Weather forecast is dry and mild in northern Utah, but inversion is dirtying the air

There are no storms in the forecast to clear out the haze.

(Francisco Kjolseth | The Salt Lake Tribune) Pollution builds in the Salt Lake Valley on Monday, Nov. 29, 2021.

It will be unseasonably warm and hazy this week in northern Utah as an inversion continues to build.

Yes, despite the warmer-than-usual temperatures, a winter inversion is fouling the air, trapping pollution on valley floors. But, because there’s virtually no snow on the ground, temperatures will remain mild, according to the National Weather Service. Other than a slight dip to a high of 51 on Tuesday, temperatures will be in the mid- to upper 50s through Saturday in Salt Lake City, with overnight lows in the mid-30s.

Normal high temperatures for this week fall from the mid-40s to the low 40s.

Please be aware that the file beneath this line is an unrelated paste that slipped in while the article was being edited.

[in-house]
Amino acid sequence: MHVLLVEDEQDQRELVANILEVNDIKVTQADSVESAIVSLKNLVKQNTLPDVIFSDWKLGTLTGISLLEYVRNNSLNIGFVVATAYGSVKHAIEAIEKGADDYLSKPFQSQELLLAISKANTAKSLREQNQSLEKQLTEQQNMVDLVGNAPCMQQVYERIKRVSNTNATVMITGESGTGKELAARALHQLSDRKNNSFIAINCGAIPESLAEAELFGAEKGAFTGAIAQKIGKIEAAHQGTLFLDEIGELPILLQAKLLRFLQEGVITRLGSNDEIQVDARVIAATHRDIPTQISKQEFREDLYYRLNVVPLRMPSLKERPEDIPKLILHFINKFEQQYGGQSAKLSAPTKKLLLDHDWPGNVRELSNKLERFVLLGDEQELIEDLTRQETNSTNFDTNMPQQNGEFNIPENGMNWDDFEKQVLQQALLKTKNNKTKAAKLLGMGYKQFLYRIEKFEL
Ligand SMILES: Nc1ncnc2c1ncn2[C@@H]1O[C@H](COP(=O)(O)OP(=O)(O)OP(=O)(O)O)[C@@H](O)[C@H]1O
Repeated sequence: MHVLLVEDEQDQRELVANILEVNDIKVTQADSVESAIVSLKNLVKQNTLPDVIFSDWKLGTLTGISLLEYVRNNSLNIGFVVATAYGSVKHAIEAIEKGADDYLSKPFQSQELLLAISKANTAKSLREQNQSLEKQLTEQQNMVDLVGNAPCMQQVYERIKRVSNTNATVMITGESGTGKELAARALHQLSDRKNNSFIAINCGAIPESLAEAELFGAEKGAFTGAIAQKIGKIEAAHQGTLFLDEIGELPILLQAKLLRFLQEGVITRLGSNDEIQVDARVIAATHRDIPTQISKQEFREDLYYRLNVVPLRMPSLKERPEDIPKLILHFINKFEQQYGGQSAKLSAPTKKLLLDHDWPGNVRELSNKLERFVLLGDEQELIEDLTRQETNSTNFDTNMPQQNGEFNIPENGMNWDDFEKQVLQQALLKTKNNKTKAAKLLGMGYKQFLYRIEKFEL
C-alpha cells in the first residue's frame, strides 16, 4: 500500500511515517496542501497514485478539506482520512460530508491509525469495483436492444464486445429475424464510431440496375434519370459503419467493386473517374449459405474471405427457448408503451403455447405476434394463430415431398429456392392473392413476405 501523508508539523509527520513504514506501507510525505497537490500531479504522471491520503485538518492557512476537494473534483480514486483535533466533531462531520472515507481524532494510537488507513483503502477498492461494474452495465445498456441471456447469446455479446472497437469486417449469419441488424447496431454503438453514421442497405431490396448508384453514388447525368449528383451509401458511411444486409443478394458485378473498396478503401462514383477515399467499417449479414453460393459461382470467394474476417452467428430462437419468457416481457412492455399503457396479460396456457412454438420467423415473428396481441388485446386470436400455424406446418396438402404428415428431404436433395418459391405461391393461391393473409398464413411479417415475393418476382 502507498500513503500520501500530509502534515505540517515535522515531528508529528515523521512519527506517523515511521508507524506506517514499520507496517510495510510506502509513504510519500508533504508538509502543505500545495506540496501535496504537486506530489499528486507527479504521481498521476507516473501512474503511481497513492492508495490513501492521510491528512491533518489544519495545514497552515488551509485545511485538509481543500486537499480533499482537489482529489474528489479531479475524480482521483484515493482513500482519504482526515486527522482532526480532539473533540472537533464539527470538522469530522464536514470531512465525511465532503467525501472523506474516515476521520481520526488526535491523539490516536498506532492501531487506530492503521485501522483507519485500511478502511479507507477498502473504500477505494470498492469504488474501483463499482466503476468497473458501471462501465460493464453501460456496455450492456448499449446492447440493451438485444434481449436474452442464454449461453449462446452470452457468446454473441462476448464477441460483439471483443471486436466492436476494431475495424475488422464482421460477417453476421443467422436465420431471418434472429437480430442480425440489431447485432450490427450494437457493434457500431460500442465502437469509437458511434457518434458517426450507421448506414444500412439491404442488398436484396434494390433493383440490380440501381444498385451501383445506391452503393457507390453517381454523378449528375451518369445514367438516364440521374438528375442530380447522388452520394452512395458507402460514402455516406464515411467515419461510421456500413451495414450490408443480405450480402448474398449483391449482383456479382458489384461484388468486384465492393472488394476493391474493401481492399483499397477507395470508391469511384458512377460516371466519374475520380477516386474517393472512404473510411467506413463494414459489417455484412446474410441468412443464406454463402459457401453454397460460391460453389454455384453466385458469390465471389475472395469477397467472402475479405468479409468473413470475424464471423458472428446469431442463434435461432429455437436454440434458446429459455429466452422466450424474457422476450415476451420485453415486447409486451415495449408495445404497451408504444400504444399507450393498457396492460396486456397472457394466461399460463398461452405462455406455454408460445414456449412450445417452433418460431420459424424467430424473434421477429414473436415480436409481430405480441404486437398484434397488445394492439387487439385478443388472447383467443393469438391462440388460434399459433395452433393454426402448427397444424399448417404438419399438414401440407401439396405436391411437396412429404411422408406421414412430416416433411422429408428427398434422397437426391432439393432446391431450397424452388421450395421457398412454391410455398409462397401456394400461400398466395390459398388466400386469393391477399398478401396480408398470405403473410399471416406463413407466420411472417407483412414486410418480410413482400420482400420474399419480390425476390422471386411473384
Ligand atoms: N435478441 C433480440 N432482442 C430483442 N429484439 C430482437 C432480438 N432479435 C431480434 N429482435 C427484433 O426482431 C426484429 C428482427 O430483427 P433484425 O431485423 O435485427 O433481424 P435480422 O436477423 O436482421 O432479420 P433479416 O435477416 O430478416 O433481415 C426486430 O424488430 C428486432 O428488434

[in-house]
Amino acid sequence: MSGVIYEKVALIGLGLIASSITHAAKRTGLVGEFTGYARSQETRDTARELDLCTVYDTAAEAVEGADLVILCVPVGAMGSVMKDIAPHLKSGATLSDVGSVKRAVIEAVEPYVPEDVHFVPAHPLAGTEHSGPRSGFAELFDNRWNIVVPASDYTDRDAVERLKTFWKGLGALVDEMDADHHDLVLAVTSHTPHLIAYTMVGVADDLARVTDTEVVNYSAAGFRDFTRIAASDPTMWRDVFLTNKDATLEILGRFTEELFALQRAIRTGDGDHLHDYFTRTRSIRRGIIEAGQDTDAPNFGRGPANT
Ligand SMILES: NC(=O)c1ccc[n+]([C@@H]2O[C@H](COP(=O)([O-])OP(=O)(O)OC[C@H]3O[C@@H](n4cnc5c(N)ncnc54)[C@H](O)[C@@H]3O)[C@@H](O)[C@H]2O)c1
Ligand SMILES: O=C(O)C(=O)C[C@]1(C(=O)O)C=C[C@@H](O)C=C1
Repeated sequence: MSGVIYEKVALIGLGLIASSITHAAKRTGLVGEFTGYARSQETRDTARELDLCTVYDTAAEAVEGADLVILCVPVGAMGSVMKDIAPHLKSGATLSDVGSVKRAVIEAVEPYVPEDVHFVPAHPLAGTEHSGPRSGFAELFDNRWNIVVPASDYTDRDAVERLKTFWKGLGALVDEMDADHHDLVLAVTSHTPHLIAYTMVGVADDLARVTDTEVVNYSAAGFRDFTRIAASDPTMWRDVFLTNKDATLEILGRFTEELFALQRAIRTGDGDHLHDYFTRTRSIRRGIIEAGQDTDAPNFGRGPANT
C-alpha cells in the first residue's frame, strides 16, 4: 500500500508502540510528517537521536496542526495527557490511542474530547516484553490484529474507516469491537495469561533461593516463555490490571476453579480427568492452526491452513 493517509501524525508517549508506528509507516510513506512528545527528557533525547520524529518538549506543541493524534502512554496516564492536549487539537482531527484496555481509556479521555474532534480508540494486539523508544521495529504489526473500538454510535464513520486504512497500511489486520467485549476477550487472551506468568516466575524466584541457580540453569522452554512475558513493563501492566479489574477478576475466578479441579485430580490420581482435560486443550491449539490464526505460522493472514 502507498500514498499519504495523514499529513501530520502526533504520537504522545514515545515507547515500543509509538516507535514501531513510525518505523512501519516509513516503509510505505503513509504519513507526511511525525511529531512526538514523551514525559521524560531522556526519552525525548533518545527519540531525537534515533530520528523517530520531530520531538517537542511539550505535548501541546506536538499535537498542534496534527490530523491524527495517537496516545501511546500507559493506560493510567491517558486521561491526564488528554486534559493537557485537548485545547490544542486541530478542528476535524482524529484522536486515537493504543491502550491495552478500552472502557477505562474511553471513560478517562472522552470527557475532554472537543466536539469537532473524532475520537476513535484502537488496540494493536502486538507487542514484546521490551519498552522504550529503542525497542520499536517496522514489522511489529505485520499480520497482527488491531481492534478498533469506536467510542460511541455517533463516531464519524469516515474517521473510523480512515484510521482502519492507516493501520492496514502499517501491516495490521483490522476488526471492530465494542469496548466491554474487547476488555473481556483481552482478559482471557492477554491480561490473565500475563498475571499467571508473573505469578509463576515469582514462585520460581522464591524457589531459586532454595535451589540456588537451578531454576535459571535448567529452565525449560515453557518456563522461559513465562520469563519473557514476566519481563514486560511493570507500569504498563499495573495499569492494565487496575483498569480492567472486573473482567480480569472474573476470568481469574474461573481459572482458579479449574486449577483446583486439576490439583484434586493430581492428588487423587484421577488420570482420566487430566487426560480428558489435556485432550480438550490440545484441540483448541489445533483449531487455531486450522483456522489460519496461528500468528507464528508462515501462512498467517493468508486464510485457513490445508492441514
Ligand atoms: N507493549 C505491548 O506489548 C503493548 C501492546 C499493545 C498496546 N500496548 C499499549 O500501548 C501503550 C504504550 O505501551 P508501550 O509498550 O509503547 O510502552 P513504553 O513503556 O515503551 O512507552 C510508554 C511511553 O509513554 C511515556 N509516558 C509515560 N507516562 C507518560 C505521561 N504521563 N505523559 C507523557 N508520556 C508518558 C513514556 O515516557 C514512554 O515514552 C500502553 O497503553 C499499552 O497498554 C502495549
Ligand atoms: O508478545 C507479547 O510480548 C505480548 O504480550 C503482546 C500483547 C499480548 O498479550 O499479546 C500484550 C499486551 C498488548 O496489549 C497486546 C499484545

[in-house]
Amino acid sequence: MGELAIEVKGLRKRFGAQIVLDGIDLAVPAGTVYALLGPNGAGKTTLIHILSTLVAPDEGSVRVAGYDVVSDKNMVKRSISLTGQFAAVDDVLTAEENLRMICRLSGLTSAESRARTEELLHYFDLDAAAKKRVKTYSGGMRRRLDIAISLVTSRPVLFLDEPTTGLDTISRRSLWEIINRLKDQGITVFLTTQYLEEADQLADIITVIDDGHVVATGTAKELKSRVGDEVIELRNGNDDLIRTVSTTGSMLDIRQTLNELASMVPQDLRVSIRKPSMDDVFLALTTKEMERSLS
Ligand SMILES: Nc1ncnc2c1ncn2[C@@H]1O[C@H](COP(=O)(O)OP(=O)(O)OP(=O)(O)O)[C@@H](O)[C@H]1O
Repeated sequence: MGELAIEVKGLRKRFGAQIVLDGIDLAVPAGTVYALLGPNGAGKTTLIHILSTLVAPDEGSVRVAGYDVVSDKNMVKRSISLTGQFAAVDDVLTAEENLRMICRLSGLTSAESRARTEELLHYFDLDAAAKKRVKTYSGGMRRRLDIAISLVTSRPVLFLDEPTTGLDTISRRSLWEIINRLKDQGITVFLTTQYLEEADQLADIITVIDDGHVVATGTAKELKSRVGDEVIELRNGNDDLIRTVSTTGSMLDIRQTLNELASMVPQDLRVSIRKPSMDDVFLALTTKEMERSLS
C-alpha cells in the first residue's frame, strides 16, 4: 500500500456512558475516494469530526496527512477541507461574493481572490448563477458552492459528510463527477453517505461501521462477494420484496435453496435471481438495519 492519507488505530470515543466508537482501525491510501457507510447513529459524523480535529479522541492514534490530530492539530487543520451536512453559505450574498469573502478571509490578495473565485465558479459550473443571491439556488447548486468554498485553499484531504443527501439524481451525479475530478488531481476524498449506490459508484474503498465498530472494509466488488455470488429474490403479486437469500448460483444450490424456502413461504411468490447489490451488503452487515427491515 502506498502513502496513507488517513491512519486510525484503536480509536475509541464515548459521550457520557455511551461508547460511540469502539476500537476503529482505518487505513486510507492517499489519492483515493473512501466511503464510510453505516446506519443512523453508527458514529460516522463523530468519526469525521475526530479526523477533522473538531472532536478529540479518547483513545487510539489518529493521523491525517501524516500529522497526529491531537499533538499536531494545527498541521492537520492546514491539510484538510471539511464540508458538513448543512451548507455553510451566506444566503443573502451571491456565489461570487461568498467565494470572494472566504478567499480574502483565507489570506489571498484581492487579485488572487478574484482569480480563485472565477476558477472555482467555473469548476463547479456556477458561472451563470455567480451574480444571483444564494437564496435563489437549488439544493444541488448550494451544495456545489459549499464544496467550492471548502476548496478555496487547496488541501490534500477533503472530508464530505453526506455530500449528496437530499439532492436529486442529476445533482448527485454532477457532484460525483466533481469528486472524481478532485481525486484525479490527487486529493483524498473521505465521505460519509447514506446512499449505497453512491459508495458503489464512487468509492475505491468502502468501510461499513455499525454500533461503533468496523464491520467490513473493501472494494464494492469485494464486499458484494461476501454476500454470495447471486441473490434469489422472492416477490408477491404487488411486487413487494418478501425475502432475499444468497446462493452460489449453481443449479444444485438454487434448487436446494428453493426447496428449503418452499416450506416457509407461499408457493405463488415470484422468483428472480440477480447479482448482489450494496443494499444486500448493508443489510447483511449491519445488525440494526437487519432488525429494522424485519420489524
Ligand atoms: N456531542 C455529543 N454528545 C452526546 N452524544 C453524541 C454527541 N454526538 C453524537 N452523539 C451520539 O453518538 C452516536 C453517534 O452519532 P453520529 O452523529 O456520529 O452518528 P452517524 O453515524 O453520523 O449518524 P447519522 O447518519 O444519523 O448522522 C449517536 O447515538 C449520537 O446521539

And it’ll be even warmer in southern Utah — highs in the mid 60s to about 70, which is about 10 degrees warmer than usual for this time of year. Overnight lows will be in the upper 30s and low 40s.

The average date of the season’s first snowfall is Nov. 7, according to the weather service. But there’s no snow or even rain in the forecast. And that’s going to be a problem because there will be no storms to clear out the smog/haze in northern Utah. According to the Utah Department of Environmental Quality, air quality will be yellow/moderate in Salt Lake, Cache, Davis, Duchesne, Tooele, Uintah, Utah and Weber/Box Elder counties through Tuesday — and it’s expected to get worse, moving into the orange/unhealthy for sensitive people category later in the week.

Clear skies and clean air are in the forecast for southern Utah.

— Tribune reporter Kolbie Peterson contributed to this story.

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